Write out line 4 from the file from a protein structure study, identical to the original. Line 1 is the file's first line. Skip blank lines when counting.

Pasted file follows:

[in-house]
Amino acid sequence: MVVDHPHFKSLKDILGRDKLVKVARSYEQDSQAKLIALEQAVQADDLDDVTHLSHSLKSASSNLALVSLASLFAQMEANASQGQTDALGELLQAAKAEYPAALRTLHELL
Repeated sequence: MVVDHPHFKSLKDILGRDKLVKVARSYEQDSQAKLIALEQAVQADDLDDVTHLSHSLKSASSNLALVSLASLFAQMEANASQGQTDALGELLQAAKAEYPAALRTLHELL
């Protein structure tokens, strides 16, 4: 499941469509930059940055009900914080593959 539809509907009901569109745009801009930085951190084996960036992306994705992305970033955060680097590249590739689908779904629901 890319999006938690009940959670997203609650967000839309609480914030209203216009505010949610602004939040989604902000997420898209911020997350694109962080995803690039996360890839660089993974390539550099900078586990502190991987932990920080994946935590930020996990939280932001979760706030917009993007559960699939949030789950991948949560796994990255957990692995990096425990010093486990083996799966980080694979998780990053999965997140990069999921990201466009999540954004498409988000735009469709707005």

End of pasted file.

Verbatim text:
């Protein structure tokens, strides 16, 4: 499941469509930059940055009900914080593959 539809509907009901569109745009801009930085951190084996960036992306994705992305970033955060680097590249590739689908779904629901 890319999006938690009940959670997203609650967000839309609480914030209203216009505010949610602004939040989604902000997420898209911020997350694109962080995803690039996360890839660089993974390539550099900078586990502190991987932990920080994946935590930020996990939280932001979760706030917009993007559960699939949030789950991948949560796994990255957990692995990096425990010093486990083996799966980080694979998780990053999965997140990069999921990201466009999540954004498409988000735009469709707005």